<link=”0040FF”> Odds are, right before you opened this article, you saw the findings of a recent research study blasted across your Facebook. Or Yahoo. Or the evening news. Or the radio. The scientific method has pushed our society forward on many accounts–producing the likes of penicillin and middle school science fairs–but it has also made choosing a healthy lifestyle incredibly complicated. Now the average joe can tell you how many grams of carbohydrates and protein are in a bagel. My grandpa could care less about all those numbers, but he knows that getting outside, walking a few miles a day, and eating apples makes him feel good.
After reading a recent article published widely across many diabetes platforms, I decided that we all needed a refresher course on how to approach research findings.
Feel free to use these tips next time you see a bit of research come your way:
1) Know your own bias.
We all come from somewhere. We all believe in things. The hardest part is dropping that when we try to learn about something else. I eat a vegan diet. I will probably have a different take on the results of the bacon and eggs diet than the person eating a bacon egg mcmuffin while reading the article.
2) Figure out who funded the research.
Have an understanding that a good amount of research starts with a hypothesis, which if found to be true in the study, is a conclusion that the funding company will use to get you to spend money. In every news article about a study, they will link to the original release. If you would like to practice your skills, click on this link and then click through to the original writeup. Once there you will usually find who the group is that is funding the study.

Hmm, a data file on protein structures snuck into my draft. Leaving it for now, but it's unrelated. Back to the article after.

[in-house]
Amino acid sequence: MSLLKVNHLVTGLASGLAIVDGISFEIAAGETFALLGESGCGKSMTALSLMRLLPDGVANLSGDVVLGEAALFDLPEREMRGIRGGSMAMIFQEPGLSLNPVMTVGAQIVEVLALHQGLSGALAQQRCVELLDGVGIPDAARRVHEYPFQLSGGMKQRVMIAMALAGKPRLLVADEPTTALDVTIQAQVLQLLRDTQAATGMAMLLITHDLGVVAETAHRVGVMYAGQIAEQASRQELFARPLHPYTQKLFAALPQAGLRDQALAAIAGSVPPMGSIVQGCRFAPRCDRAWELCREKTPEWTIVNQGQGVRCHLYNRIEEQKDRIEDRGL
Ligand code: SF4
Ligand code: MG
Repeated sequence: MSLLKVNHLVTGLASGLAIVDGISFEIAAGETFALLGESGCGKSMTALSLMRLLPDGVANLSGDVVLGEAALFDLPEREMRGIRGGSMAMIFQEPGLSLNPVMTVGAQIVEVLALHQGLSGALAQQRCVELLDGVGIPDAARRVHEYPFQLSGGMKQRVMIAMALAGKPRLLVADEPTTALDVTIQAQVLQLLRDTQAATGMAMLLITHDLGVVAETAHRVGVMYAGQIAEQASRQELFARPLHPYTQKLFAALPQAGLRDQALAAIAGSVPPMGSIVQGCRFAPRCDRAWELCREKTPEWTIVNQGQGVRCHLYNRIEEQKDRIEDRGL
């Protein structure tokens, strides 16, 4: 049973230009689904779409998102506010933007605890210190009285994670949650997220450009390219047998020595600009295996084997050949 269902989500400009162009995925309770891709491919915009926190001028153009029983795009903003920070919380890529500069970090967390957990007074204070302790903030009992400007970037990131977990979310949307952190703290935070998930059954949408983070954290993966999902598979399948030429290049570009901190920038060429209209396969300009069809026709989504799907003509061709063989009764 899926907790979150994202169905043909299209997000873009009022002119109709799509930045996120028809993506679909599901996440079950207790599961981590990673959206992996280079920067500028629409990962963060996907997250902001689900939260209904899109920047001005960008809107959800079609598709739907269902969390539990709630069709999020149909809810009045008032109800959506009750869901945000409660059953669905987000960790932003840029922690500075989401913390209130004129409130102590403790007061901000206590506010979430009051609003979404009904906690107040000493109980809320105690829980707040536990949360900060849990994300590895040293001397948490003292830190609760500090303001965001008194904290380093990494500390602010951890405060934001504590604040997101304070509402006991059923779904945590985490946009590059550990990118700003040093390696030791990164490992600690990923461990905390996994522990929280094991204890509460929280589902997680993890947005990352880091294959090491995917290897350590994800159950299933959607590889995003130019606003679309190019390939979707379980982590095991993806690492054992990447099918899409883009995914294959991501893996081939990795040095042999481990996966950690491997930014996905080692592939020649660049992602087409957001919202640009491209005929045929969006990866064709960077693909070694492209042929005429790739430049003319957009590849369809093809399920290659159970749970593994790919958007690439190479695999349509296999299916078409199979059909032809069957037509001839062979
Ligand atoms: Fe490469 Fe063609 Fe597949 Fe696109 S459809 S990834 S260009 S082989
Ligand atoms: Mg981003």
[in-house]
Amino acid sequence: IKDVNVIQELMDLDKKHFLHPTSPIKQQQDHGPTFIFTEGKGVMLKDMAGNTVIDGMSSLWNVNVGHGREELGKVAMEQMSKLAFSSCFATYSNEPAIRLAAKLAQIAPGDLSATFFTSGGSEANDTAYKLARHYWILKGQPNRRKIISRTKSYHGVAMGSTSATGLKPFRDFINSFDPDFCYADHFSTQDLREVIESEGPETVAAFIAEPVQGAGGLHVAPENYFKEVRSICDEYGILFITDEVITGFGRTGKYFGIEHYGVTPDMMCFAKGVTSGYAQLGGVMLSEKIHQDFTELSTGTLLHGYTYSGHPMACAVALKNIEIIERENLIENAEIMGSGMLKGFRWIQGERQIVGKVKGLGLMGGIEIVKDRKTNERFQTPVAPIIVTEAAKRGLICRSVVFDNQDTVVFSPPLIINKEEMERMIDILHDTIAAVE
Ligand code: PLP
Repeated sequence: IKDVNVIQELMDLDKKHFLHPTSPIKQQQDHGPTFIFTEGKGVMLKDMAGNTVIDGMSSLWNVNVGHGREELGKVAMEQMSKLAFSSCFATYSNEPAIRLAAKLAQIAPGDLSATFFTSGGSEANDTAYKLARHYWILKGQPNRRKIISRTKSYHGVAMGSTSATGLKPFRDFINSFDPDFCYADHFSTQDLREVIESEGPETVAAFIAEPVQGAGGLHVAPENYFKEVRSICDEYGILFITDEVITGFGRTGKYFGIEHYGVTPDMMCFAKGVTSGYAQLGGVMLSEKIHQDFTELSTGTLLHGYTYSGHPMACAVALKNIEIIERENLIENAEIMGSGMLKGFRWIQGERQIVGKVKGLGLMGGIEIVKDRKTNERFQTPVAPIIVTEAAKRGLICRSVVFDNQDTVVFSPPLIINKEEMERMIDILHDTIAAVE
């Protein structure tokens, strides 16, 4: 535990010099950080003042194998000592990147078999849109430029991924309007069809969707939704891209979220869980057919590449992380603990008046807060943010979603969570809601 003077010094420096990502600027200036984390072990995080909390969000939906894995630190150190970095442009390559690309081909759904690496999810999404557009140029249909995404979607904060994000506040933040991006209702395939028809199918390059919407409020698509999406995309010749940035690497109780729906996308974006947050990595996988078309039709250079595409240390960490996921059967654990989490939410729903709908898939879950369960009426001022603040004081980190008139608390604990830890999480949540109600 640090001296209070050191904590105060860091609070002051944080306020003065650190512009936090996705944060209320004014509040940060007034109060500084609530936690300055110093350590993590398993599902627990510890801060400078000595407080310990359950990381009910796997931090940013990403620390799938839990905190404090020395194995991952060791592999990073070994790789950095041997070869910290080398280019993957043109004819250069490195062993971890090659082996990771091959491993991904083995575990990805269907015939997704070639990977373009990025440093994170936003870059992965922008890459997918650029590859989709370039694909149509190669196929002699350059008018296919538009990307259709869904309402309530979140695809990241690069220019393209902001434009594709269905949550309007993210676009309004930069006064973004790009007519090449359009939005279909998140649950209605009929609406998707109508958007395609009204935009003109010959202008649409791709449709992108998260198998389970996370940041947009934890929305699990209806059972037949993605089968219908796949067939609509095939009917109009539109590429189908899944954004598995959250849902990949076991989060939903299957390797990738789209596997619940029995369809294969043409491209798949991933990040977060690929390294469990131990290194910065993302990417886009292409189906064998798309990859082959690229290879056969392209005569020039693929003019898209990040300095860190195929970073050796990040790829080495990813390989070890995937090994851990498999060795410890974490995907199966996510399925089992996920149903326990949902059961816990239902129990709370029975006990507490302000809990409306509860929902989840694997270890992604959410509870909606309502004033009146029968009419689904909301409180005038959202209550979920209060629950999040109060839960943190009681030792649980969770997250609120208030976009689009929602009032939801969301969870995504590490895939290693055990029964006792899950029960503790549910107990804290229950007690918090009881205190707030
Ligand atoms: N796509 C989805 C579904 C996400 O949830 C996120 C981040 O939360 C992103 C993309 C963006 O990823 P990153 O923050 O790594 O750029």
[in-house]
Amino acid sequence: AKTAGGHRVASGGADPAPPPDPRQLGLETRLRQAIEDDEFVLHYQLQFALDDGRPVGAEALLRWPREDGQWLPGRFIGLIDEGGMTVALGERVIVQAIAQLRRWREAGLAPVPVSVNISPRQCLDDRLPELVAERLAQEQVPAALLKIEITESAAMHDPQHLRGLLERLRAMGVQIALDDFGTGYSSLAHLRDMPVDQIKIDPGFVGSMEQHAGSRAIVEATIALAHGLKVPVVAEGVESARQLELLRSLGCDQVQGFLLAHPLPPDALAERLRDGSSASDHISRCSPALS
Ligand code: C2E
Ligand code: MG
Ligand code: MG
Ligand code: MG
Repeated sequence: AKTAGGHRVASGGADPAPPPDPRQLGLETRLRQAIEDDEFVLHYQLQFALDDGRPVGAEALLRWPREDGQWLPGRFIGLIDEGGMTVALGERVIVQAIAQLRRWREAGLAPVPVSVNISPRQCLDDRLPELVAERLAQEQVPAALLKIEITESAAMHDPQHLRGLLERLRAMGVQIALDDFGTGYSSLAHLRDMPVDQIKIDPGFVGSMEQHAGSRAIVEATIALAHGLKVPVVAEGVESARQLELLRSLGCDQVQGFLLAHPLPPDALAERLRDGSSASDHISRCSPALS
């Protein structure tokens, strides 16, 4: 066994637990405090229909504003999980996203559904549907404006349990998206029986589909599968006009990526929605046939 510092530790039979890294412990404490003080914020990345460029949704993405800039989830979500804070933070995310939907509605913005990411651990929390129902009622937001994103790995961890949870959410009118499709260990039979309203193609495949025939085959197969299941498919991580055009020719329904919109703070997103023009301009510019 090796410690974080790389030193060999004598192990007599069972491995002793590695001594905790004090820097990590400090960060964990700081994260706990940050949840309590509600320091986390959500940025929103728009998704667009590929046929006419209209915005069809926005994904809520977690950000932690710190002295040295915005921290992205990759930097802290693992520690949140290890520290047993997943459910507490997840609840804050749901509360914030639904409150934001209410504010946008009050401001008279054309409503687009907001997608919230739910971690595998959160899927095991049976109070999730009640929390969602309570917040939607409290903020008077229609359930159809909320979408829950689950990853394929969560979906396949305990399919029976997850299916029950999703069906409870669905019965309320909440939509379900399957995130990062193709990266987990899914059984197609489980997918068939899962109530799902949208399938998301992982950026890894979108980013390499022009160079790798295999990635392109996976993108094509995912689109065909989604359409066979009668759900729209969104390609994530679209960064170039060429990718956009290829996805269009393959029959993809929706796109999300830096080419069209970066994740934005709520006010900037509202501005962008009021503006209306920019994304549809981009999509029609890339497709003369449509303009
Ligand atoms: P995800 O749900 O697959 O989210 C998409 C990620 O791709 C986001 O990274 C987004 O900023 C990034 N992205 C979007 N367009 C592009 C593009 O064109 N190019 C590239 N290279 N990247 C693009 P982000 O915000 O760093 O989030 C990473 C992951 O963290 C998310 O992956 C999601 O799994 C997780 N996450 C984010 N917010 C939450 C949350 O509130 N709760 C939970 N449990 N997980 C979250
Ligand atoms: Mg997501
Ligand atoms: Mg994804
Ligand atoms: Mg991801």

3) Be careful when applying the findings of one study in your life, that same day.
I’ve been there. I want to do something that will help me. RIGHT NOW. Unfortunately, that’s not how this whole life thing works. Change takes place over time. Change is the accumulation of many choices. Well, except for putting coconut oil in your coffee. That works right now.
4) If you have diabetes, you are a target of the food and supplement industry.
I’m talking about all of us, type 1 and type 2. We consistently look for ways to improve our health. We want to be healthy. We know that we’ll live longer if we eat healthier. You know who else knows that we feel that way? Yeah, those guys in the industries above.
5) If something catches your eye, learn more about it.
If it’s truly something that you connect with, find out more! Let it be an opportunity to grow. Ask someone you know in the industry what they think about it. Start following a source you can trust online. Then ask them!
If you want the simplest, purest outlook on a healthy lifestyle, take a look at this book by Michael Pollan called Food Rules. It’s terrific and pretty damn funny. You could fit it in your pocket.